“The strongest indication, however, that the importance of these dogmas has declined, is to be perceived in the fact that they are treated principally in a historical manner, and are regarded in the light of convictions which belong to others, as matters of history, which do not go on in our own mind as such, and which do not concern the needs of our spirit. The real interest here is to find out how the matter stands so far as others are concerned, what part others have played, and centres in this accidental origin and appearance of doctrine. The question as to what is a man’s own personal conviction only excites astonishment. The absolute manner of the origin of these doctrines out of the depth of spirit, and thus the necessity, the truth, which they have for our spirits too, is shoved on one side by this historical treatment. It brings much zeal and erudition to bear on these doctrines. It is not with their essential substance, however, that it is occupied, but with the externalities of the controversies about them, and with the passions which have gathered around this external mode of the origin of truth. Thus theology is by her own act put in a low enough position.

“If the philosophical knowledge of religion is conceived of as something to be reached historically only, then we should have to regard the theologians who have brought it to this point as clerks in a mercantile house, who have only to keep an account of the wealth of strangers, who only act for others without obtaining any property for themselves. They do, indeed, receive salary, but their reward is only to serve, and to register that which is the property of others. Theology of this kind has no longer a place at all within the domain of thought; it has no longer to do with infinite thought in and for itself, but only with it as a finite fact, as opinion, ordinary thought, and so on. History occupies itself with truths which were truths—namely, for others, not with such as would come to be the possession of those who are occupied with them. With the true content, with the knowledge of God, such theologians have no concern. They know as little of God as a blind man sees of a painting, even though he handles the frame. They know how a certain dogma was established by this or that council; what grounds those present at such a council had for establishing it, and how this or that opinion came to predominate. And in all this, it is indeed religion that is in question, and yet it is not religion which here comes under consideration. Much is told us of the history of the painter of the picture, and of the fate of the picture itself, what price it had at different times, into what hands it came, but we are never permitted to see anything of the picture itself.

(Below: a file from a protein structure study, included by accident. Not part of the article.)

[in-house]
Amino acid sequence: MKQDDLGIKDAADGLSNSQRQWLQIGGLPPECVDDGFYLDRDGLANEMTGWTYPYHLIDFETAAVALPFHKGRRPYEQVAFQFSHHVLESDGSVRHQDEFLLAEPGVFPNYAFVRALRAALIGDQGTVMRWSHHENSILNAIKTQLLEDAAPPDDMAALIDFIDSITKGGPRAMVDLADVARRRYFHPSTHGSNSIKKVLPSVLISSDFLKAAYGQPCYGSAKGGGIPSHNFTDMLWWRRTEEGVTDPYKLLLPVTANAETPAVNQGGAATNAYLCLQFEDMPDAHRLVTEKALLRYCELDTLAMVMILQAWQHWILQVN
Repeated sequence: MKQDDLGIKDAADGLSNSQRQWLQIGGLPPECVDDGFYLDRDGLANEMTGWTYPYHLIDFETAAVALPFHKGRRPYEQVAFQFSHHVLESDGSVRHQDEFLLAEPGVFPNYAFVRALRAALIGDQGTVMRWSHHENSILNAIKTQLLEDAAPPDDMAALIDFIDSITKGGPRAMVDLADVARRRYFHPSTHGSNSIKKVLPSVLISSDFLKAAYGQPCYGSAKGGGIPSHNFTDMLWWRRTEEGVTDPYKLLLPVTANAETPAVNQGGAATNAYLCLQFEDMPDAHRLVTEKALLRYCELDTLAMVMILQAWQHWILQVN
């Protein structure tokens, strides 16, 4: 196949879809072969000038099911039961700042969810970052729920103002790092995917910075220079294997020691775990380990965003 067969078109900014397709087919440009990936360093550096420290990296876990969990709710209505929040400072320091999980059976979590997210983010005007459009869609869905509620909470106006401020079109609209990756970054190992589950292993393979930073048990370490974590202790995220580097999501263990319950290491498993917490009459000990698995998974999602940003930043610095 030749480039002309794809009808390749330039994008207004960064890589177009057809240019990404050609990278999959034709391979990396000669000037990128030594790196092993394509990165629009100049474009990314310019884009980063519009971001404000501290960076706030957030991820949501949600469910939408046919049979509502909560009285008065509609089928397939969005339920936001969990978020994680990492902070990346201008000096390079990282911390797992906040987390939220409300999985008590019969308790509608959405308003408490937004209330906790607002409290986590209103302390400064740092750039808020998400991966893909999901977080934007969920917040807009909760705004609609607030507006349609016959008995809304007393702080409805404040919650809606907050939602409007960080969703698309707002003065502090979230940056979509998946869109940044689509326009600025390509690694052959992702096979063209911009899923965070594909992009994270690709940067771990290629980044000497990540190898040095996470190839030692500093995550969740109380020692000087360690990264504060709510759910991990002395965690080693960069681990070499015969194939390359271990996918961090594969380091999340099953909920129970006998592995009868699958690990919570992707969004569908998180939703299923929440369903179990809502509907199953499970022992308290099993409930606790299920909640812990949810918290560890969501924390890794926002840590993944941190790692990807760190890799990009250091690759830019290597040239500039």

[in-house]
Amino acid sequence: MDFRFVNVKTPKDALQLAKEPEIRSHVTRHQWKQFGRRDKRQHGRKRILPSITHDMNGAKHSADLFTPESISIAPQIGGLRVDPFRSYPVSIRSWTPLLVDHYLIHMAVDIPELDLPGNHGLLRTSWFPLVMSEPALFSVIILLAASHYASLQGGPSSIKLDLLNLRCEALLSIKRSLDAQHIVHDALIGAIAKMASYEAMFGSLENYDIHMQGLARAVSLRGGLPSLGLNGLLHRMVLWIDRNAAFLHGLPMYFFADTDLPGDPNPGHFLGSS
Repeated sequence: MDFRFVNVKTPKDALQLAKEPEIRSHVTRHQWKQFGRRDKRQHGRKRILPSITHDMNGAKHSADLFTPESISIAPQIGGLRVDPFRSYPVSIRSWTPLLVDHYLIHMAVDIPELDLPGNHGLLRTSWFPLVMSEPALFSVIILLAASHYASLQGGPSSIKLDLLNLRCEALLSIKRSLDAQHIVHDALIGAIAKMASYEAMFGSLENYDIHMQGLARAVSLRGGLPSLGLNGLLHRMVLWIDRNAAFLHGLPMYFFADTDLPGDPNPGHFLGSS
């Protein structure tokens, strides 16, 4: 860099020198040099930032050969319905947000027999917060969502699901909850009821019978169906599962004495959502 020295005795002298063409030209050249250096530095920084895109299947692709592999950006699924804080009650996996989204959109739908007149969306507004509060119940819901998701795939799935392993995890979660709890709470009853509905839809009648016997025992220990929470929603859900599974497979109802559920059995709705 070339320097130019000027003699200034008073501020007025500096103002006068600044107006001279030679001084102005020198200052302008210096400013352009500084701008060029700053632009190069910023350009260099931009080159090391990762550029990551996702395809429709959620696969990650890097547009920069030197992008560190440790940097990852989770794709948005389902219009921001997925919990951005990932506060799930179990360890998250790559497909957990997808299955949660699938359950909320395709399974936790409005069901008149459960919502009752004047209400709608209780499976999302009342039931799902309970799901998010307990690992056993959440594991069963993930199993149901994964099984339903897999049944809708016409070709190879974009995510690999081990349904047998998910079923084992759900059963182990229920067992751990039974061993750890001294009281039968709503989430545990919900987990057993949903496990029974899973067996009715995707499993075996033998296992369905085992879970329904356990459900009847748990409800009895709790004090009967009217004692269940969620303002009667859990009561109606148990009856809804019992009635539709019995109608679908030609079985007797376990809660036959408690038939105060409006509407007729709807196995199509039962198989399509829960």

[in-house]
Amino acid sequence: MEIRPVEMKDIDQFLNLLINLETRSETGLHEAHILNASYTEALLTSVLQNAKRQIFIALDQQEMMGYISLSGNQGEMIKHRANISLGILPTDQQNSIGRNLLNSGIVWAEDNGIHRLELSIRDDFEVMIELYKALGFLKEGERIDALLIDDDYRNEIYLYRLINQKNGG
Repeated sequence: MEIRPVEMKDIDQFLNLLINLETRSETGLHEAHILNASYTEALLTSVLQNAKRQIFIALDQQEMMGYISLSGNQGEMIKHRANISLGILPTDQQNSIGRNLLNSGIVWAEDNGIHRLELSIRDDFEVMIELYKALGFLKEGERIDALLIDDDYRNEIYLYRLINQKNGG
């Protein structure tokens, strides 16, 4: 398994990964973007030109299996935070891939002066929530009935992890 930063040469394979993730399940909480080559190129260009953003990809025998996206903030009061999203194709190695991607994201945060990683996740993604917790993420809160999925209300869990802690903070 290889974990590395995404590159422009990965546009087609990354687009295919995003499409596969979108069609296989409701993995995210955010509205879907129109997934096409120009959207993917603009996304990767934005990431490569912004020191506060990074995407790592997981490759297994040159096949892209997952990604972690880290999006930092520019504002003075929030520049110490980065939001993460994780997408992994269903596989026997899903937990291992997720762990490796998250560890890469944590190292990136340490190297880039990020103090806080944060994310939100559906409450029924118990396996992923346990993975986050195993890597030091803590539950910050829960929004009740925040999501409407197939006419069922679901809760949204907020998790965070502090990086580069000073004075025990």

“It is essential in philosophy and religion, however, that the spirit should itself enter with supreme interest into an inner relation, should not only occupy itself with a thing that is foreign to it, but should draw its content from that which is essential, and should regard itself as worthy of such knowledge. For here man is concerned with the value of his own spirit, and he is not at liberty humbly to remain outside and to wander about at a distance.”